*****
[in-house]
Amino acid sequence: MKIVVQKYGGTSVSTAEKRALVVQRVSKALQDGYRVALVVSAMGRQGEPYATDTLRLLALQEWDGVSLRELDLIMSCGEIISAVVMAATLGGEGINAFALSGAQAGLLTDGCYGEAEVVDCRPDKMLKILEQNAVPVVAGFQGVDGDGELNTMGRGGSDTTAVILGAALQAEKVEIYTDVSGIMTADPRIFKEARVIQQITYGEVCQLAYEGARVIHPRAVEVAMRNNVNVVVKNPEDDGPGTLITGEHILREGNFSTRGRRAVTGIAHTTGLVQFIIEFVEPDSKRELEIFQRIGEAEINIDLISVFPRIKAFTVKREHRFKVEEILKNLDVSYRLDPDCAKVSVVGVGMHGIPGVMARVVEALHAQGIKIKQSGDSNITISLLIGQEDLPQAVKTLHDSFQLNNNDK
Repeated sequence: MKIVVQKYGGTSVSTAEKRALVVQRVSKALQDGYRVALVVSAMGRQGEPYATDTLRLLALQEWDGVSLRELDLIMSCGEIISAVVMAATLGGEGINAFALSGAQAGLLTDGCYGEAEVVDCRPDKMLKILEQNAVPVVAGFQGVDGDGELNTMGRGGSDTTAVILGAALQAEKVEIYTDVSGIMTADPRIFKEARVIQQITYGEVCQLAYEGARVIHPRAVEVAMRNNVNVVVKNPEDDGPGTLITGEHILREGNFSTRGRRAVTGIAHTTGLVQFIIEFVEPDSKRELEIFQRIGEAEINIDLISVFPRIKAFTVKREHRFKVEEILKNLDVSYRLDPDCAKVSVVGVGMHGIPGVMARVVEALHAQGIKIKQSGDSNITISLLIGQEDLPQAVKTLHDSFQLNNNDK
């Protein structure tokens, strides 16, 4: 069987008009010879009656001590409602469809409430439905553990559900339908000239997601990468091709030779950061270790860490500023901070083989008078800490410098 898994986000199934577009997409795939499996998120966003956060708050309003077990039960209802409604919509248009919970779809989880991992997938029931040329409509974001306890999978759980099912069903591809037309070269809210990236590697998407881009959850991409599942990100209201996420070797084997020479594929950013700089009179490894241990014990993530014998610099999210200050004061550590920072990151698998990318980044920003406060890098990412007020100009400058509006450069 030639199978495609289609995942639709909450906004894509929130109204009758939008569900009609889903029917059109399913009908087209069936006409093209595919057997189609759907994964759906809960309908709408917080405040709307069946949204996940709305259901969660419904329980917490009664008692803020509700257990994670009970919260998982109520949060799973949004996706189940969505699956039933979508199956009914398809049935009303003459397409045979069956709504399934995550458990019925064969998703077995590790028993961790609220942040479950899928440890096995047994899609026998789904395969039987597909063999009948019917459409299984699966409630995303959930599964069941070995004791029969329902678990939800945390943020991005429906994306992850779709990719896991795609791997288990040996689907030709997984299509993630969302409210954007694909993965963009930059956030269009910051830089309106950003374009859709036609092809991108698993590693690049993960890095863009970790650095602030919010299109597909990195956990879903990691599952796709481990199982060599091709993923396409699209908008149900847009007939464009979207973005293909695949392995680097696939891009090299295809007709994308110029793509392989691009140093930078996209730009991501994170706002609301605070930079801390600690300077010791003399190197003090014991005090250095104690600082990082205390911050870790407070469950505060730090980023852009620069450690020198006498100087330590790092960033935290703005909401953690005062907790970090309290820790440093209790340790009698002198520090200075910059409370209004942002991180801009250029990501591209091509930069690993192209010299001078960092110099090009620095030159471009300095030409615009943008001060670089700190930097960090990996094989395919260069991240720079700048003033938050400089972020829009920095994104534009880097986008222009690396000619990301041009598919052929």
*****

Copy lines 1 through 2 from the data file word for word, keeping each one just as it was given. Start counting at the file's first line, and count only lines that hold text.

[in-house]
Amino acid sequence: MKIVVQKYGGTSVSTAEKRALVVQRVSKALQDGYRVALVVSAMGRQGEPYATDTLRLLALQEWDGVSLRELDLIMSCGEIISAVVMAATLGGEGINAFALSGAQAGLLTDGCYGEAEVVDCRPDKMLKILEQNAVPVVAGFQGVDGDGELNTMGRGGSDTTAVILGAALQAEKVEIYTDVSGIMTADPRIFKEARVIQQITYGEVCQLAYEGARVIHPRAVEVAMRNNVNVVVKNPEDDGPGTLITGEHILREGNFSTRGRRAVTGIAHTTGLVQFIIEFVEPDSKRELEIFQRIGEAEINIDLISVFPRIKAFTVKREHRFKVEEILKNLDVSYRLDPDCAKVSVVGVGMHGIPGVMARVVEALHAQGIKIKQSGDSNITISLLIGQEDLPQAVKTLHDSFQLNNNDK